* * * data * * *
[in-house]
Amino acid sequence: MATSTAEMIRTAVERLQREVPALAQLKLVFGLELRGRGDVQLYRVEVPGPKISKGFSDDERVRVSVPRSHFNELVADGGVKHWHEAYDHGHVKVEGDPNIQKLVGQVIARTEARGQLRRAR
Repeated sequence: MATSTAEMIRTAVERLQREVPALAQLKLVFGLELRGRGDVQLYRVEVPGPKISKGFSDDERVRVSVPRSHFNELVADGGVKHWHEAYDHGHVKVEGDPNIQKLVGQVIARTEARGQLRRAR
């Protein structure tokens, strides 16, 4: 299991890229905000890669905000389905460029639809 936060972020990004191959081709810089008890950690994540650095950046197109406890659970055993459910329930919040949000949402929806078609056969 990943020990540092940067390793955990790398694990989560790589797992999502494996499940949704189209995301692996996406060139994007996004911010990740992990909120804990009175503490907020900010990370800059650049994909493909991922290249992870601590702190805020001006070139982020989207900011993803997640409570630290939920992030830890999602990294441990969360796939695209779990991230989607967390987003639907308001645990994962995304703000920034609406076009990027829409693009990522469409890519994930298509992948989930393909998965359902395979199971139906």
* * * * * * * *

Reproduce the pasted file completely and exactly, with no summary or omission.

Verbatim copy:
[in-house]
Amino acid sequence: MATSTAEMIRTAVERLQREVPALAQLKLVFGLELRGRGDVQLYRVEVPGPKISKGFSDDERVRVSVPRSHFNELVADGGVKHWHEAYDHGHVKVEGDPNIQKLVGQVIARTEARGQLRRAR
Repeated sequence: MATSTAEMIRTAVERLQREVPALAQLKLVFGLELRGRGDVQLYRVEVPGPKISKGFSDDERVRVSVPRSHFNELVADGGVKHWHEAYDHGHVKVEGDPNIQKLVGQVIARTEARGQLRRAR
């Protein structure tokens, strides 16, 4: 299991890229905000890669905000389905460029639809 936060972020990004191959081709810089008890950690994540650095950046197109406890659970055993459910329930919040949000949402929806078609056969 990943020990540092940067390793955990790398694990989560790589797992999502494996499940949704189209995301692996996406060139994007996004911010990740992990909120804990009175503490907020900010990370800059650049994909493909991922290249992870601590702190805020001006070139982020989207900011993803997640409570630290939920992030830890999602990294441990969360796939695209779990991230989607967390987003639907308001645990994962995304703000920034609406076009990027829409693009990522469409890519994930298509992948989930393909998965359902395979199971139906």